In one embodiment the dispensing element can comprise a pressure source fluidly coupled to the interior volume of the housing for dispensing the interior volume at a selected pressure condition. Moreover, in an embodiment wherein the fluid transmitting vesicles are filled through capillary action, the dispensing element can include a pressure controller that can vary the pressure source to dispense the interior volume of the housing at varying pressure conditions. This allows the controller varying element to dispense the interior volume at a selected pressure condition sufficient to offset the capillary action to fill the fluid holding chamber of each vesicle to a predetermined height corresponding to a predetermined fluid amount. Additionally, the controller can further include a fluid selection element for selectively discharging a selected nanovolume fluid amount from the chamber of each vesicle. In one particular embodiment, the apparatus includes a pressure controller that operates under the controller of a computer program operating on a data processing system to provide variable control over the pressure applied to the interior chamber of the housing.
In one embodiment the fluid transmitting vesicle can have a proximal end that opens onto the interior volume of the housing, and the fluid holding chamber of the vesicles are sized to substantially completely fill with the fluid through capillary action without forming a meniscus at the proximal open end. Optionally, the apparatus can have plural vesicles, wherein a first portion of the plural vesicles include fluid holding chambers of a first size and a second portion including fluid holding chambers of a second size, whereby plural fluid volumes can be dispensed.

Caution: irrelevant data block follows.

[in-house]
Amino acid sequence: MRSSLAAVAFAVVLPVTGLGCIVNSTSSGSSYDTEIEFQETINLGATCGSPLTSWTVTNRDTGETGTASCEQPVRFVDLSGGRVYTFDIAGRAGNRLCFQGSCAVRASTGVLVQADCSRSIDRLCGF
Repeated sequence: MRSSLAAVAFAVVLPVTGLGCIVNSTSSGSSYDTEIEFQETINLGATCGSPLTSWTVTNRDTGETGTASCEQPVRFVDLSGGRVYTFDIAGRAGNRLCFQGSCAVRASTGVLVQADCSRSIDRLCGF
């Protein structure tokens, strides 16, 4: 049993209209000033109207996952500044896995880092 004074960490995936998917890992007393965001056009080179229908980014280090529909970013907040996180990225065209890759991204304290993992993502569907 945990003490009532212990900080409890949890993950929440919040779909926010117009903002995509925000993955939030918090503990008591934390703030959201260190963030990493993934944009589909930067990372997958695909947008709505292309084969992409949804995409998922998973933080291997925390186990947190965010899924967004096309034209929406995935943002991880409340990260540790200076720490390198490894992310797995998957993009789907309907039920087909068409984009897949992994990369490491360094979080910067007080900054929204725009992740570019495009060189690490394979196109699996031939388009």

In another embodiment the apparatus can include, a fluid selection element that has a pressure source coupled to the housing and in communication with the interior volume for dispensing the interior volume at a selected pressure condition, and an adjustment element that couples to the pressure source for varying the pressure within the interior volume of the housing to apply a positive pressure in the fluid chamber of each fluid transmitting vesicle to vary the amount of fluid dispensed therefrom. The selection element and adjustment element can be computer programs operating on a data processing system that directs the operation of a pressure controller connected to the interior chamber.